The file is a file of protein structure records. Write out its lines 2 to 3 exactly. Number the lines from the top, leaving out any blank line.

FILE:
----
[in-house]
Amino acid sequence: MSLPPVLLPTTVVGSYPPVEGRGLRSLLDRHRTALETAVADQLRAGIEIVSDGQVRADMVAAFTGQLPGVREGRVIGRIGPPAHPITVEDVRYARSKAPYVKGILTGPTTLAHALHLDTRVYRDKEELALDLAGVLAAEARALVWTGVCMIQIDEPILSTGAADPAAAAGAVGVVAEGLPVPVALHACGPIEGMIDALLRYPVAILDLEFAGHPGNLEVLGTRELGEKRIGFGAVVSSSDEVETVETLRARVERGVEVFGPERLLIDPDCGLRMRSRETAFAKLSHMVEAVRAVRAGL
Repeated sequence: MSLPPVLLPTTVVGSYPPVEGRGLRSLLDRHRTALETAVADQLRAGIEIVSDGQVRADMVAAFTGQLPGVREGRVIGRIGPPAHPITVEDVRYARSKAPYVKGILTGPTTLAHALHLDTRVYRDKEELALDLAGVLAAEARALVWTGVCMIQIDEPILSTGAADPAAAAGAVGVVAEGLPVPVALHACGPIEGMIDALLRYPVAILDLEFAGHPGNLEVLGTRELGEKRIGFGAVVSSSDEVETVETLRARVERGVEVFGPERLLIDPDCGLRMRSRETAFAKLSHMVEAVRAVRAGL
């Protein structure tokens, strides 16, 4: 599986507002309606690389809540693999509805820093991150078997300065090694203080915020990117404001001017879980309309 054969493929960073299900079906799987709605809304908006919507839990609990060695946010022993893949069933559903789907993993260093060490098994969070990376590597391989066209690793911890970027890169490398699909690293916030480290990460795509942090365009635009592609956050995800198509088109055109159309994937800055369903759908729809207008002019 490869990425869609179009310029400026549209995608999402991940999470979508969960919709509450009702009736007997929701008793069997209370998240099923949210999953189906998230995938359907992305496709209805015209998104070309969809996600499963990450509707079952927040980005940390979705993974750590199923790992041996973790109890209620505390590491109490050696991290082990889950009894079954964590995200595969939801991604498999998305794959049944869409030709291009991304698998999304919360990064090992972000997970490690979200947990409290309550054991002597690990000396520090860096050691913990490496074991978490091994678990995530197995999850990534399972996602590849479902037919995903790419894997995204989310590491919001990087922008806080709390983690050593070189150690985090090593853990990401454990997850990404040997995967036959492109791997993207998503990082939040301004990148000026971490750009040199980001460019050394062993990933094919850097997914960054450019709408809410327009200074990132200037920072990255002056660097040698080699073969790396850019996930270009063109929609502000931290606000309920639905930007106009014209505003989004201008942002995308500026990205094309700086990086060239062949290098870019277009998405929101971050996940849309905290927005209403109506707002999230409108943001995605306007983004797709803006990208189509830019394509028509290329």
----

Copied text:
Amino acid sequence: MSLPPVLLPTTVVGSYPPVEGRGLRSLLDRHRTALETAVADQLRAGIEIVSDGQVRADMVAAFTGQLPGVREGRVIGRIGPPAHPITVEDVRYARSKAPYVKGILTGPTTLAHALHLDTRVYRDKEELALDLAGVLAAEARALVWTGVCMIQIDEPILSTGAADPAAAAGAVGVVAEGLPVPVALHACGPIEGMIDALLRYPVAILDLEFAGHPGNLEVLGTRELGEKRIGFGAVVSSSDEVETVETLRARVERGVEVFGPERLLIDPDCGLRMRSRETAFAKLSHMVEAVRAVRAGL
Repeated sequence: MSLPPVLLPTTVVGSYPPVEGRGLRSLLDRHRTALETAVADQLRAGIEIVSDGQVRADMVAAFTGQLPGVREGRVIGRIGPPAHPITVEDVRYARSKAPYVKGILTGPTTLAHALHLDTRVYRDKEELALDLAGVLAAEARALVWTGVCMIQIDEPILSTGAADPAAAAGAVGVVAEGLPVPVALHACGPIEGMIDALLRYPVAILDLEFAGHPGNLEVLGTRELGEKRIGFGAVVSSSDEVETVETLRARVERGVEVFGPERLLIDPDCGLRMRSRETAFAKLSHMVEAVRAVRAGL